Page 18 - New England Condominium February 2019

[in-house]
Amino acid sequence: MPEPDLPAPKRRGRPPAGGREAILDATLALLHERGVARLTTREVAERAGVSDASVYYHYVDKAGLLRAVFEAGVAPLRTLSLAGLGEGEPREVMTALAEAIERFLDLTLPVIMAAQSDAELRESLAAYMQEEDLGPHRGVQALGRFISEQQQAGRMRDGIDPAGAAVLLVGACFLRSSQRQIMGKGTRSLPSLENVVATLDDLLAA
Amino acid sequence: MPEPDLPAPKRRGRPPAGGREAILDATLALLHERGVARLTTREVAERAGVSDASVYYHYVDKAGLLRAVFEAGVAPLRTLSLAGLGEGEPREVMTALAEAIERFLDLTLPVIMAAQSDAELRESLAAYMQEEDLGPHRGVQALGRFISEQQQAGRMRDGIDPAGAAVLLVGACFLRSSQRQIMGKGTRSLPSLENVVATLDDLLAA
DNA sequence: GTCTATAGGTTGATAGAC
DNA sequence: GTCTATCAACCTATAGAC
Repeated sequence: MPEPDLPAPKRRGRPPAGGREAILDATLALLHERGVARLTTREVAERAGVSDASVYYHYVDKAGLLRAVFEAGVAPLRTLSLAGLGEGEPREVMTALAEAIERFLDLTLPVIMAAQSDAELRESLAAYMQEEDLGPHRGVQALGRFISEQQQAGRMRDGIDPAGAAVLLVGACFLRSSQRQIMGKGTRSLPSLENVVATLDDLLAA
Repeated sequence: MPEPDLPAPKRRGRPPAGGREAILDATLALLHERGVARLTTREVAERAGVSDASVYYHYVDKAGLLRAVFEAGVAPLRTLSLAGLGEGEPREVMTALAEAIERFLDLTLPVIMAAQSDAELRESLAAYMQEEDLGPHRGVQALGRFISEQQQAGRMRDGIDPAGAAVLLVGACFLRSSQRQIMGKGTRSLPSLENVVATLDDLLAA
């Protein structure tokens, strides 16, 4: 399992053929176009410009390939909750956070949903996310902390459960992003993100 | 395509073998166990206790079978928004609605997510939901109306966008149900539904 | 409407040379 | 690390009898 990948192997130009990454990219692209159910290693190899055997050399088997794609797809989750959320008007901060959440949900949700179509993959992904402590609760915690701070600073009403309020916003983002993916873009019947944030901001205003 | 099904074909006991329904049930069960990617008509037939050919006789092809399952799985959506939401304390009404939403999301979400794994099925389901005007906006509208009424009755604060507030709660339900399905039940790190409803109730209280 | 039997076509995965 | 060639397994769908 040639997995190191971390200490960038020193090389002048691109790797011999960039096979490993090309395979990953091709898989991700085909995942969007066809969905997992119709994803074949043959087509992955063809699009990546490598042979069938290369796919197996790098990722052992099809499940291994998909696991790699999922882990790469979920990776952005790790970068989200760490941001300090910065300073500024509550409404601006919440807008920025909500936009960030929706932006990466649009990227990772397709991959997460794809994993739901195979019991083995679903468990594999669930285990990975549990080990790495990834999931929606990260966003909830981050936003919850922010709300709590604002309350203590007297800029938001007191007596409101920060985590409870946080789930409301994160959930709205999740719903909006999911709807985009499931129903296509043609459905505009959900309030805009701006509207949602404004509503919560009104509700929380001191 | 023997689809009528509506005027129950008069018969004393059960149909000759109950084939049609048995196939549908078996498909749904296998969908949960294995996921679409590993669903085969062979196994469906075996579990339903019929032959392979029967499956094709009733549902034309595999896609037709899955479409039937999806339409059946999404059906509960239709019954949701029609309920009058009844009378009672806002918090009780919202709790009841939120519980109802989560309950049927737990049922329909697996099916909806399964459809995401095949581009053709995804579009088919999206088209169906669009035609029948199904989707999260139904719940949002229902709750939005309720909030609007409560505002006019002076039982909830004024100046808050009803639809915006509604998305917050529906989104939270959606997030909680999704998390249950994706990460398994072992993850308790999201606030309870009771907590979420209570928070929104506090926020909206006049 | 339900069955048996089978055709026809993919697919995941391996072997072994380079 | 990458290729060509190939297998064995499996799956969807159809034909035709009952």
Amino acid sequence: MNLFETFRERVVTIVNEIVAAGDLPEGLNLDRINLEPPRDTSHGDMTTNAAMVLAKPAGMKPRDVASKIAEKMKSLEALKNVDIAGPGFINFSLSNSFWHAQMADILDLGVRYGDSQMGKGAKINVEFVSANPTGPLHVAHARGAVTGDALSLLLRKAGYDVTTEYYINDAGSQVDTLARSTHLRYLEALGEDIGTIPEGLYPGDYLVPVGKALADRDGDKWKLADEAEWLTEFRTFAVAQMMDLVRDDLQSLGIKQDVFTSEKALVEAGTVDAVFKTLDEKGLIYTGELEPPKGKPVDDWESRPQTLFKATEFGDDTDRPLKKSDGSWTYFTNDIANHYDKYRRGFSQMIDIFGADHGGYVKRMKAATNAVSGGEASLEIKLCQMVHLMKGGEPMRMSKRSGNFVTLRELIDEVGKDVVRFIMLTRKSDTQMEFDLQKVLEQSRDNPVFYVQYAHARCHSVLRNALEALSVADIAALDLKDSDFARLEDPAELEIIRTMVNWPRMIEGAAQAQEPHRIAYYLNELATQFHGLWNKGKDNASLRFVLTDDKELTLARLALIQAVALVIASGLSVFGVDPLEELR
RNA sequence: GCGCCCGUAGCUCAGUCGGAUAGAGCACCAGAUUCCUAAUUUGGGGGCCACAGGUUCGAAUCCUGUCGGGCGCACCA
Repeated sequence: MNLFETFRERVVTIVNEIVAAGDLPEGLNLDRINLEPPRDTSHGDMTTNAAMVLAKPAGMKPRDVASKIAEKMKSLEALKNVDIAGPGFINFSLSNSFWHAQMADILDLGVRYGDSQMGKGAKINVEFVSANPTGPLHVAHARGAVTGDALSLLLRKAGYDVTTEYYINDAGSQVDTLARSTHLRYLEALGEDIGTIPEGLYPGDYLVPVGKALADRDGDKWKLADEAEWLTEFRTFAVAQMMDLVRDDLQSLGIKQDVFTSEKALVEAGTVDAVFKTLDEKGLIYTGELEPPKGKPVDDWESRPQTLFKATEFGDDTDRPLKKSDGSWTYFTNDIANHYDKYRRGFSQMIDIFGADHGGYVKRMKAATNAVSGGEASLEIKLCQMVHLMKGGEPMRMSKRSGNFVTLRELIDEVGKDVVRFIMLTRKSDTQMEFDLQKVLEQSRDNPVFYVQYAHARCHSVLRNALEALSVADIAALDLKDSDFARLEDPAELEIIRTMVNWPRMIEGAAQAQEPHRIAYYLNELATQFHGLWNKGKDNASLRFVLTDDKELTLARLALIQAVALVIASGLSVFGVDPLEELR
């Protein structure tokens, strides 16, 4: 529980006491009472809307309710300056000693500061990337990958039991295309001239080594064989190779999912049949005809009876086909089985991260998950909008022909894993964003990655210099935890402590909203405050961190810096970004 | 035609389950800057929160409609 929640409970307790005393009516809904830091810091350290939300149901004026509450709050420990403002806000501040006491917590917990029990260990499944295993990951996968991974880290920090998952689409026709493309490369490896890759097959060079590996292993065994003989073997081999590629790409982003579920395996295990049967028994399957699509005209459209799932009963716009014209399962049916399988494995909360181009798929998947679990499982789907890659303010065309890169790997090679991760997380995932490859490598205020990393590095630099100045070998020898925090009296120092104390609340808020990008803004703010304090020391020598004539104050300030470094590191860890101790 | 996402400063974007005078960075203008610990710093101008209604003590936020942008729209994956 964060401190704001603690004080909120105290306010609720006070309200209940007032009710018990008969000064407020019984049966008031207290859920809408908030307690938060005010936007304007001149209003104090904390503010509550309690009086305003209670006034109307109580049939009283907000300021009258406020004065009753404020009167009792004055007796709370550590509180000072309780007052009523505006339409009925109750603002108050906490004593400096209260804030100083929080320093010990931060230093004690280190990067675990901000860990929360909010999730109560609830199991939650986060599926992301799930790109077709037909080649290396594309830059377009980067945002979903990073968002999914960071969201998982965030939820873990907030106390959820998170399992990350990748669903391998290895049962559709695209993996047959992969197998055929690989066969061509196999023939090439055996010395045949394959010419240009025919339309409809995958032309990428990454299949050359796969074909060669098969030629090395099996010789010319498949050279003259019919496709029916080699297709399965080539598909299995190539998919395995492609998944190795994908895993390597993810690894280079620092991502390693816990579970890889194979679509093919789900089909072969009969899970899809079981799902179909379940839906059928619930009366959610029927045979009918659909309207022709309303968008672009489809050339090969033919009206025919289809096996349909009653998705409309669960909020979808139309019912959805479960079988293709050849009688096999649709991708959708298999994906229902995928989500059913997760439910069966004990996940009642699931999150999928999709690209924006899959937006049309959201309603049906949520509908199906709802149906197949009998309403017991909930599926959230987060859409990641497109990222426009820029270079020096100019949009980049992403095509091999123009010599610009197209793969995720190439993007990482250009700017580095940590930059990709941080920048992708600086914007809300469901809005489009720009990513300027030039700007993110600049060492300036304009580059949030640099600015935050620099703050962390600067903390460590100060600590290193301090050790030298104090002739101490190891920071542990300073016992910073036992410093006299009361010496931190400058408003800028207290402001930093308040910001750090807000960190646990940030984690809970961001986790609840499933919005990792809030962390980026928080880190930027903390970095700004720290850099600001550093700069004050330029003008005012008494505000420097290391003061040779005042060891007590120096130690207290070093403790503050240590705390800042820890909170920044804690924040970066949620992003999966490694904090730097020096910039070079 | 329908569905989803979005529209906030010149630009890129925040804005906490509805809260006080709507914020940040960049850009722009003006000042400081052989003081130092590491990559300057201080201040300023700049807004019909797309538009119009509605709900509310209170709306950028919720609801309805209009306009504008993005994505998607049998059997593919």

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18 NEW ENGLAND CONDOMINIUM   - FEBRUARY 2019   NEWENGLANDCONDO.COM  City Versus Suburbs  Management Approaches Change Based on Geography   BY MIKE ODENTHAL  TRENDS  T  he 'big city' is known for its break-  neck pace, as life whirls around   the unprepared out-of-towner in   an overwhelming swirl. Suburbia, on the  city, while an association in the suburbs  with local laws. But outside of the city, you  townhomes frequently require the own-  other hand, is supposed to be a respite  generally occupies more square footage –  have many of those same issues, in addi-  from that intense metropolitan grind – a  or more acreage, to put it more accurately.  tion to sewage treatment, pools, siding,  homes. That can create problems should   place to patiently teach the kids how to  The vertical-versus-sprawl contrast is the  etc. A community with more acres means  they fail or refuse to perform this mainte-  play tee-ball out in the yard until it’s time  biggest variable when it comes to manag-  for dinner.   Of course, the accuracy of these gen-  eralizations varies from person to person   and family to family. But distinctions do  urban high-rise can be easier to handle  what you might hear in the suburbs.  tion to alter – or maintain – any portion   exist  between  urban  and  rural  commu-  nities, and those differences impact how  nity further out from the city,” says John  turbances, especially given how there are  or the public. While this may mean that   those communities are managed and run.  Wolf, CEO of management firm Alexan-  Community associations in more dense-  ly-packed locales have different concerns  York, “because with the latter, you have to  at the litigation department of Marcus  nance than some other types of communi-  and priorities than those in sprawling  consider landscaping, snow removal, and  Errico Emmer Brooks in Braintree, Mas-  townships.   New England Condominium    things of that nature. If you’re looking at  sachusetts. “More often than not, code  having more control over the portions of   spoke with some professionals who have  a high-rise, much of what is vital is con-  worked with both to delve into the simi-  larities and differences.  Population Density  Space tends to be at a premium in the  standard and need to be in compliance  comprised of single-family residences or   ing communities in those respective set-  tings.  “From a management perspective, an  in the city also differ significantly from  do not typically have the right or obliga-  than a garden-type apartment commu-  der Wolf & Company in Plainview, New  tions,” says Jennifer L. Barnett, a partner  ultimately  responsible  for more  mainte-  tained within the building: you have your  municipalities than they do inside of the  can lead to fewer problems.”  boiler, the roof, elevators, heating systems  ily homes on larger lots. But on the flip   and mechanics, which are more or less  side, suburban community associations   that you’re going to have to keep track of  nance, thus creating an eyesore which the   more vendors and contractors.”  The day-to-day complaints one hears   “With city condos, I get a lot of noise dis-  more brownstones and smaller associa-  violations happen more often in large  the property visible to the public, which   city, whether those are related to mice in-  festations or any other sort of pest issue,   balconies, and retaining walls, etc. The   Boston Fire Department makes it a point   to periodically inspect buildings through-  out the city. And if you don’t take care of   a violation right away, they take the next   step and pursue a criminal complaint with   the housing courts.  “In suburban associations, I see more   issues that pertain to contracts,” she con-  tinues. “In the city, it’s less likely that   you’ll have a large area that needs snow   removal or much landscaping work. But   slip-and-fall cases can happen anywhere;   those are pretty evenly dispersed. And I’ve   also found that hoarding doesn’t depend   on the setting; I see that with equal fre-  quency in suburbs and high-end Back Bay   condominiums. There’s no rhyme or rea-  son as to where hoarding behaviors take   place.”  The physical layout of a property or as-  sociation is likely to vary based on where   it is located. “When a high-rise condo in   an urban location has a number of owners   and occupants literally stacked on top of   one another in close proximity, it can lead   to things like noise and odor emanating   from one unit and travelling to another,”   says Benjamin J. Rooney, a shareholder   with law firm Keay & Costello in Whea-  ton, Illinois. “This is less of a concern in   suburban associations, which oftentimes   consist of free-standing single-fam-  ers to maintain exterior portions of those   board must then address.   “In a high-rise,” he continues, “owners   of the property visible to other owners   the high-rise condominium association is   ty associations, it also results in the board   ISTOCKPHOTO.COM

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